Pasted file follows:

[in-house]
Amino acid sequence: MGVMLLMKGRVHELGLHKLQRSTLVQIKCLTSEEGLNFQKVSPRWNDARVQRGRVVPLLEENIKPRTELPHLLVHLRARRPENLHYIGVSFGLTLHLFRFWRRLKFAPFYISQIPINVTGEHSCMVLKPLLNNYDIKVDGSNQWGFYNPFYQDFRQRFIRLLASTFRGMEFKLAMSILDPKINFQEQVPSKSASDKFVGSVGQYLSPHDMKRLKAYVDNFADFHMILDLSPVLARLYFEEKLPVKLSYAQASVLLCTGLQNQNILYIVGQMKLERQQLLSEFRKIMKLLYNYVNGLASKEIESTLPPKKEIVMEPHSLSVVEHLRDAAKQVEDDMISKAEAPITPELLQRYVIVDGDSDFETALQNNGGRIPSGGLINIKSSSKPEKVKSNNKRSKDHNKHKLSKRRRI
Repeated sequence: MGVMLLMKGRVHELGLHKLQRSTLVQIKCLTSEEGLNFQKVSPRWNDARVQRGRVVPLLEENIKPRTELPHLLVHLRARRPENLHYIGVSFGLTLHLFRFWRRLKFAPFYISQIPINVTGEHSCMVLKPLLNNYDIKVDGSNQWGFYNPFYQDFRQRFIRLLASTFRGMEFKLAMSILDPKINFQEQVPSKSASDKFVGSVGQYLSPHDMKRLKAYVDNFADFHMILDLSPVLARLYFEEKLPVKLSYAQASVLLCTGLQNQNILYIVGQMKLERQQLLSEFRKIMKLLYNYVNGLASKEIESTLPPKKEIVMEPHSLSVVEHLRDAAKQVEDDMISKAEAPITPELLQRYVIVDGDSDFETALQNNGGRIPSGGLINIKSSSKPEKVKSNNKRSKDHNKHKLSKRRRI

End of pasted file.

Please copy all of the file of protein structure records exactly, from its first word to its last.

[in-house]
Amino acid sequence: MGVMLLMKGRVHELGLHKLQRSTLVQIKCLTSEEGLNFQKVSPRWNDARVQRGRVVPLLEENIKPRTELPHLLVHLRARRPENLHYIGVSFGLTLHLFRFWRRLKFAPFYISQIPINVTGEHSCMVLKPLLNNYDIKVDGSNQWGFYNPFYQDFRQRFIRLLASTFRGMEFKLAMSILDPKINFQEQVPSKSASDKFVGSVGQYLSPHDMKRLKAYVDNFADFHMILDLSPVLARLYFEEKLPVKLSYAQASVLLCTGLQNQNILYIVGQMKLERQQLLSEFRKIMKLLYNYVNGLASKEIESTLPPKKEIVMEPHSLSVVEHLRDAAKQVEDDMISKAEAPITPELLQRYVIVDGDSDFETALQNNGGRIPSGGLINIKSSSKPEKVKSNNKRSKDHNKHKLSKRRRI
Repeated sequence: MGVMLLMKGRVHELGLHKLQRSTLVQIKCLTSEEGLNFQKVSPRWNDARVQRGRVVPLLEENIKPRTELPHLLVHLRARRPENLHYIGVSFGLTLHLFRFWRRLKFAPFYISQIPINVTGEHSCMVLKPLLNNYDIKVDGSNQWGFYNPFYQDFRQRFIRLLASTFRGMEFKLAMSILDPKINFQEQVPSKSASDKFVGSVGQYLSPHDMKRLKAYVDNFADFHMILDLSPVLARLYFEEKLPVKLSYAQASVLLCTGLQNQNILYIVGQMKLERQQLLSEFRKIMKLLYNYVNGLASKEIESTLPPKKEIVMEPHSLSVVEHLRDAAKQVEDDMISKAEAPITPELLQRYVIVDGDSDFETALQNNGGRIPSGGLINIKSSSKPEKVKSNNKRSKDHNKHKLSKRRRI